Evidence-Based Practice (EBP) assists with decision-making related to patient care, to improve outcomes and patient satisfaction. This study aimed to analyse the attitudes, skills, and utilization of EBP among South African chiropractors, focusing on perceived skill levels, training, use and identifying facilitators and barriers to EBP application.

A descriptive cross-sectional quantitative analysis was conducted by inviting registered chiropractors in South Africa (n = 920) to participate in an anonymous online questionnaire using the Evidence-Based Practice Attitude and Utilisation Survey (EBASE).

A total of 132 chiropractors completed the survey, yielding a response rate of 14.4%. Of the respondents, 59.9% were female, 52.3% were between 26 and 35 years old, and 63.3% had graduated from the University of Johannesburg. The results showed:

  • A third of respondents stated they have poor clinical research skills.
  • Over half of the respondents (53.0%) expressed no interest in learning and enhancing new or existing skills to incorporate current outcomes into their practices.
  • Respondents reported average skills in locating professional literature (33.3%), searching online databases (34.8%), and retrieving evidence (41.7%).
  • Conducting clinical research was deemed to have the lowest degree of competence (33.3%).
  • Conducting systematic reviews or meta-analyses was seen as a minor component of chiropractic education (28.0%).
  • Applying research evidence to clinical practice (43.9%), doing clinical research (41.7%), and critical thinking (44.7%) were identified as key components of the chiropractic curriculum.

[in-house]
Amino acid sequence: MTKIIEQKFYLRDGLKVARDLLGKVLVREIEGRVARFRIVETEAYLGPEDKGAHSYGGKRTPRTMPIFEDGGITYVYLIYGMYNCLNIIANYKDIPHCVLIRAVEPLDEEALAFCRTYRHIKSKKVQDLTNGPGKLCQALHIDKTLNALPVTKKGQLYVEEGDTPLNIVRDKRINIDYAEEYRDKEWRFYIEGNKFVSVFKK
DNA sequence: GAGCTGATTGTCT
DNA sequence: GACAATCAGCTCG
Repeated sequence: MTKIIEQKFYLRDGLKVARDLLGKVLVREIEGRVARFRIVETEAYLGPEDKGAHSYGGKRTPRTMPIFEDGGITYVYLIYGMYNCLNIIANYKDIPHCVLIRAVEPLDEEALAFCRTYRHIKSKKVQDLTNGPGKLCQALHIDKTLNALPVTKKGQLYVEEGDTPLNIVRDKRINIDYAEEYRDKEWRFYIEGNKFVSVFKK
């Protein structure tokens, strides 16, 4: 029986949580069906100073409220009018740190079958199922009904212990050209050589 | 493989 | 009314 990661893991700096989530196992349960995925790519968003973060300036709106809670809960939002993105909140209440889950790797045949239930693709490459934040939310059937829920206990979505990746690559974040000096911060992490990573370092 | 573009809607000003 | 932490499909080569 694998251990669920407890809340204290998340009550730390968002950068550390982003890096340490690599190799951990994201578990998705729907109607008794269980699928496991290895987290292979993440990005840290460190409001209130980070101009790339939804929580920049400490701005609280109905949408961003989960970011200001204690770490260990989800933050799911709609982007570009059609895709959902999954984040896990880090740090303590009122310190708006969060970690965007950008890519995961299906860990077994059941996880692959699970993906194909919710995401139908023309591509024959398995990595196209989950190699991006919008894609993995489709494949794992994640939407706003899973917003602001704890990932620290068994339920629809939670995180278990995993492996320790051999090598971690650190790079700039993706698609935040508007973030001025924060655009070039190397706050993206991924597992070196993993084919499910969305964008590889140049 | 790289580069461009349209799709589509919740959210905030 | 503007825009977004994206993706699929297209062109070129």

• Over half of the respondents (56.8%) indicated that EBP constituted a significant part of their education except for completing systematic reviews or meta-analyses.
  • Yet, 38.6% of respondents’ practices were based on less than 50% of clinical research evidence.
  • Published clinical evidence was ranked 6th as a source of information for clinical decisions.
  • Chiropractors’ personal intuition was the most frequently used source of information (SD = 4.6).
  • Consultation with the literature, such as CPGs (SD = 4.9), textbooks (SD = 5.2) and published clinical evidence (SD = 5.3) were used only moderately.
  • The least frequently used source was published experiments (SD = 6.9).
  • Practitioners did not often use patient preference (SD = 6.1) or consultations with other colleagues or experts (SD = 5.0) for clinical decision-making.

The obstacles indicated were time constraints and a lack of clinical research in complementary and alternative medicine. Access to the internet, databases and research tools were facilitators that were deemed to be “very useful” in promoting EBP.

The authors concluded that the majority of South African chiropractors are generally favourable towards EBP, and this practice therefore appears to be utilised and embraced, with the requisite skills.

If I disregard the dismal response rate for a minute and assume that these findings are relevant, I have to ask the following question:

How on earth can the authors justify their conclusions from this survey?

I would correct them and conclude as follows:

The perceived skill levels, training, use of EBP by South African chiropractors are frightening.

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